How Much Do Architects Make?


Hey, Eric here with 30 by 40 Design Workshop,
answering one of the most common questions I receive, which is, “how much does an architect
make?” It seems everyone cares about compensation
and certainly, I get, it but I actually think it’s not the only question to be asking because
it doesn’t capture one of the most important dimensions of your financial life. But, I do want to answer the question right
up front and then I’ll get into what I think are the more important questions – the ones
we should be asking – as well as my recommendations for how you can earn more no matter what you’re
doing right now. So, stay tuned for that a little later in
the video. So, how much do architects make? Well, according to the Bureau of Labor Statistics
here in the US, the median salary for an architect in 2016 was about 77 thousand dollars. Now, the top 10% earned more than 130,000
and the bottom 10%, less than 47,000. Where you’ll fall within that range depends
on factors like: geographic location, firm size, your level of experience, and the project
types you’ll be working on. For a more granular look at these data check
the Bureau of Labor Statistics website as well as the AIA site, which has a compensation
calculator. Both are linked up in the description below. When I graduated from architecture school
with my BArch and stepped into my first job as an intern architect, I earned something
like $24,000 a year. To figure out your hourly rate divide the
annual salary by 2,000. So, 24,000 was roughly $12 an hour. Woo man; that was more than 20 years ago. Now with a salaried position all that overtime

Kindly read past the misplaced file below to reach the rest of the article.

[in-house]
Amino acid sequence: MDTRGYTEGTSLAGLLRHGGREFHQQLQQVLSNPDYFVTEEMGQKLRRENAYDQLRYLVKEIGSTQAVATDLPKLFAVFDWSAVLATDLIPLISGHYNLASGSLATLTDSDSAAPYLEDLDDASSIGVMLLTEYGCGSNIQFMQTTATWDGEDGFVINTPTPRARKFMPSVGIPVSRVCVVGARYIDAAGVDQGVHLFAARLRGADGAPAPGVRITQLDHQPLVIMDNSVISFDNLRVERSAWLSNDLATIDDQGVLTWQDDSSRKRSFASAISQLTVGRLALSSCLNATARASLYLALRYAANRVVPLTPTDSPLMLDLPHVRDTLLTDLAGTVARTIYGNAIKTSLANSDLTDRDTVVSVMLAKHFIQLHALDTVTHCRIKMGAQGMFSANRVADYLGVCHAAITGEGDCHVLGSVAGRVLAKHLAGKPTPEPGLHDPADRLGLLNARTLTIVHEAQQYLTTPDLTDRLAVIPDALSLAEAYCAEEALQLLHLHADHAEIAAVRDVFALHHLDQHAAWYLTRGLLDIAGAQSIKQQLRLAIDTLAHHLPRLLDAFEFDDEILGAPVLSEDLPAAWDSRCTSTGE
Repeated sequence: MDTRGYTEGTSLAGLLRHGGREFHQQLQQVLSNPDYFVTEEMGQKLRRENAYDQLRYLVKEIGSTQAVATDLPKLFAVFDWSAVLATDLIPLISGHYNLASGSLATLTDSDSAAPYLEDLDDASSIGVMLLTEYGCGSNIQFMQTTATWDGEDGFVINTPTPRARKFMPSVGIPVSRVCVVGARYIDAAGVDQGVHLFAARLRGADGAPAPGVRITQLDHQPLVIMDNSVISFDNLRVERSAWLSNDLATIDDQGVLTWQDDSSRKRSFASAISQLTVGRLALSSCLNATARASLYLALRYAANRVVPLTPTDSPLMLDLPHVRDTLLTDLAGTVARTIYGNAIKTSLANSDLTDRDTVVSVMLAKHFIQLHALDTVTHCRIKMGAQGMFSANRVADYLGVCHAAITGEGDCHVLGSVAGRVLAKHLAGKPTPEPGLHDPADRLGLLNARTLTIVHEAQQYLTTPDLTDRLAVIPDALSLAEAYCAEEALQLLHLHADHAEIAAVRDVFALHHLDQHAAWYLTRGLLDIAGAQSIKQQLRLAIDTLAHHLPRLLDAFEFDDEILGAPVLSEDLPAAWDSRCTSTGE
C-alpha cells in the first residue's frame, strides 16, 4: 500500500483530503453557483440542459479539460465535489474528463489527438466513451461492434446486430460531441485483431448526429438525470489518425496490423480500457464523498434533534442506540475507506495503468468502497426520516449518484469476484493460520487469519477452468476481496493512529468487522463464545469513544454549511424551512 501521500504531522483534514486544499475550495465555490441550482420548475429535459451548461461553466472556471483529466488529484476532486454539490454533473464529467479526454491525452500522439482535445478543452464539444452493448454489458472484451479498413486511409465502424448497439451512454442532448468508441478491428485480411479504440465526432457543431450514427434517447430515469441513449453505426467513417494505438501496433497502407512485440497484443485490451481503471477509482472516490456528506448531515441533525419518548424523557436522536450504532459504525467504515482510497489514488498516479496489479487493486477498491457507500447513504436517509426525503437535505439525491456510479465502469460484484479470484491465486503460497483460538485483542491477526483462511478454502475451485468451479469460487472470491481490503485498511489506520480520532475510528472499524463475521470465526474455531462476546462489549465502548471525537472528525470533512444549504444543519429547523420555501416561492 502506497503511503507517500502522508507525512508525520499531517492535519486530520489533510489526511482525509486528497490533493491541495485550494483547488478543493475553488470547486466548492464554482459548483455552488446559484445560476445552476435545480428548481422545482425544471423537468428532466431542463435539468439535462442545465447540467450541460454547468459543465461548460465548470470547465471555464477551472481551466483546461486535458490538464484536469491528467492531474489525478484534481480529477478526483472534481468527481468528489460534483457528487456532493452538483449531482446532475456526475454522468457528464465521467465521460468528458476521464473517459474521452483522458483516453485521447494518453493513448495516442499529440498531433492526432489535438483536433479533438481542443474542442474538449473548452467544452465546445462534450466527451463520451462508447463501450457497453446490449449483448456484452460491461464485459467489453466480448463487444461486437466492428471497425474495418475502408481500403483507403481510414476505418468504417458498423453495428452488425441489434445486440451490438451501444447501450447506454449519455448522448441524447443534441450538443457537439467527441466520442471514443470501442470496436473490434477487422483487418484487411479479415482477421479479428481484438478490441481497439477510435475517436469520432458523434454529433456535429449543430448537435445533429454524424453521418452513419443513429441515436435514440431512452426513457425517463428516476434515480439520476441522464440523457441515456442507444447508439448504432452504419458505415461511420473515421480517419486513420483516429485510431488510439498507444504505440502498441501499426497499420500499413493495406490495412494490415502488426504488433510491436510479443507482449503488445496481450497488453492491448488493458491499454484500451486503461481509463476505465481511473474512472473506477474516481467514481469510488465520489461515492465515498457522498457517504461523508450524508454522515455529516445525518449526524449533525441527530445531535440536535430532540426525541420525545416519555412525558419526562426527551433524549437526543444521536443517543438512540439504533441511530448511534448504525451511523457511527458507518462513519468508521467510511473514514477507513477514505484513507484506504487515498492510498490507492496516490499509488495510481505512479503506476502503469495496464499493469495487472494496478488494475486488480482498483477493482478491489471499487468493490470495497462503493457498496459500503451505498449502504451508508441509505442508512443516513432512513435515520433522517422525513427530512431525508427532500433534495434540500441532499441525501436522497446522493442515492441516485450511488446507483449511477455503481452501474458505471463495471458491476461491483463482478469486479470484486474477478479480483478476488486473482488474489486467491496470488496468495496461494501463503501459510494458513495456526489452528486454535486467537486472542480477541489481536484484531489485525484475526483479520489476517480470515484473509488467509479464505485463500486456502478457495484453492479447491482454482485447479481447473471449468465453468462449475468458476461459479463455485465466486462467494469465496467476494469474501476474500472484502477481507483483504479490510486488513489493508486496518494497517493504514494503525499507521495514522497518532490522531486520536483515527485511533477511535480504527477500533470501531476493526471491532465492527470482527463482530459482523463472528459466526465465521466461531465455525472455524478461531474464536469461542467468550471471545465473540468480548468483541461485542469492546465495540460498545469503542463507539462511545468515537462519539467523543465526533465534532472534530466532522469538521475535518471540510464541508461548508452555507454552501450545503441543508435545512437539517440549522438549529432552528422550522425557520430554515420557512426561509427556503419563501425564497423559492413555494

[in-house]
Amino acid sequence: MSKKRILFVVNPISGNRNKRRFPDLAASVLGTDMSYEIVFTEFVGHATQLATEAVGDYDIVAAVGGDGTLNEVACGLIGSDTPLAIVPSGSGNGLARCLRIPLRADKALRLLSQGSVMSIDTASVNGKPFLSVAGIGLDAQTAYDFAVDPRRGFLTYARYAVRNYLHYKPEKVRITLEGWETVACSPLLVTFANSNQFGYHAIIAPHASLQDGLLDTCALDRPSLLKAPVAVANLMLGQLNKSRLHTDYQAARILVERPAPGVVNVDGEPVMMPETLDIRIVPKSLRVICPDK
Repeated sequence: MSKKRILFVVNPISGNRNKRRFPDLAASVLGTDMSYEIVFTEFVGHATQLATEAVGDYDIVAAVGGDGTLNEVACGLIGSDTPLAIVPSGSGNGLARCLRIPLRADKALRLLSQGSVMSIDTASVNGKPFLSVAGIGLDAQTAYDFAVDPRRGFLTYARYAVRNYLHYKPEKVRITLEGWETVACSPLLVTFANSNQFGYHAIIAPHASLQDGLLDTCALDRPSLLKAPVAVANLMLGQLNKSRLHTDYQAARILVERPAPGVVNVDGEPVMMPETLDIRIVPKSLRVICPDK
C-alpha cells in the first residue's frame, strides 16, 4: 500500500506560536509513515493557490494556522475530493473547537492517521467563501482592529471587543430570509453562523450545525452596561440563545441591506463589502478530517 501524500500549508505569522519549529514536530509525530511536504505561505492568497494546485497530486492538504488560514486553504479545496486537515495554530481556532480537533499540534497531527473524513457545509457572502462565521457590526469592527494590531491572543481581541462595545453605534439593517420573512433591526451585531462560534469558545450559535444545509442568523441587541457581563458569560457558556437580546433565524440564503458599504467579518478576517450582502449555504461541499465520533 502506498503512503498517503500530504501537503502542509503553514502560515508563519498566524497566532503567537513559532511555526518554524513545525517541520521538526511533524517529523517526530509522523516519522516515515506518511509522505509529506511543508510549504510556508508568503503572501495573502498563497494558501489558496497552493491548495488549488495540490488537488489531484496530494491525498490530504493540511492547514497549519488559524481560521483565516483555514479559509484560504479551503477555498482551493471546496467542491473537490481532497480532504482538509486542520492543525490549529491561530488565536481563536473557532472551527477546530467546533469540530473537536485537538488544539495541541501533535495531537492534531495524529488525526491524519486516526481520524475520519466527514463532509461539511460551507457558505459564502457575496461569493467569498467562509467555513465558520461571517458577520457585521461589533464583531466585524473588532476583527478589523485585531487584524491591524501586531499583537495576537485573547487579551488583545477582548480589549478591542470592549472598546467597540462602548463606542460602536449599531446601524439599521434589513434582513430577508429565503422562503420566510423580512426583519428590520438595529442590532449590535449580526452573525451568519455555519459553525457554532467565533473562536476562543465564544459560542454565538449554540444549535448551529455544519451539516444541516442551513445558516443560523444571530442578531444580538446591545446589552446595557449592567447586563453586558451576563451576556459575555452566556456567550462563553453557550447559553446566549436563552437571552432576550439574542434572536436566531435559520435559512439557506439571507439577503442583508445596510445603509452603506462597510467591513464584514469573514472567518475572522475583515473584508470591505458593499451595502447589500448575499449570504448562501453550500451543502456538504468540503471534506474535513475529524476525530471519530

you work is unpaid. And so, the effective hourly rate was probably
a lot lower. Of course, salary is only one component of
your total compensation. In that first job, health insurance was also
included as well as a 401k plan and I think there was even performance-based profit sharing
in place. And so, the value of the compensation package
was certainly higher than the $12 per hour I mentioned. However, and this is important, having health
insurance didn’t directly help pay off my student loans or to pay my rent. So it goes without saying that your cost of
living is an integral part of this discussion too, and this brings us to the more important
questions we should be asking ourselves when it comes to figuring out compensation. And that is, “what are your expenses?”
and “how much debt are you in?” What’s left for you to do as you choose after
you pay all your expenses each month. These are your net earnings, that’s the number
you really care about, right? It’s possible to make a lot less in earnings
and still come out ahead of someone making much more than you if your expenses are lower
than theirs. The best part about this is it’s something
you can control and change, today even. In business terms, this is your profit and
to figure out profit it’s very simple: profit equals gross revenues minus expenses. If you only focus on gross revenues the, “how
much does an architect make?” question, it wouldn’t accurately reflect the
amount of money you have left over, the amount you can use as you please, whether that’s
reinvesting in your business, or for leisure, or travel, or a new home, or whatever you
choose. Addressing only the revenue, the compensation
side, while ignoring the expense side is just bad business, especially when you realize
how it truly impacts the compensation equation. Let’s use my first job as an example. Graduating architecture school with a mountain
of debt meant the compensation that really mattered to me at the time was cash. Now, that’s not to say that having health
insurance didn’t matter but it mattered a whole lot less at the time than making the
monthly student loan payment, and paying the rent, and food, and beverages. The liquidity of compensation is something
you should care about and the expenses you carry directly impact it. The higher your expenses are, the more liquidity
you want because it allows you to direct your monies where they matter most to you. Now, it’s obvious that the best scenario is
having as few expenses as possible, which again, allows you to choose where you apply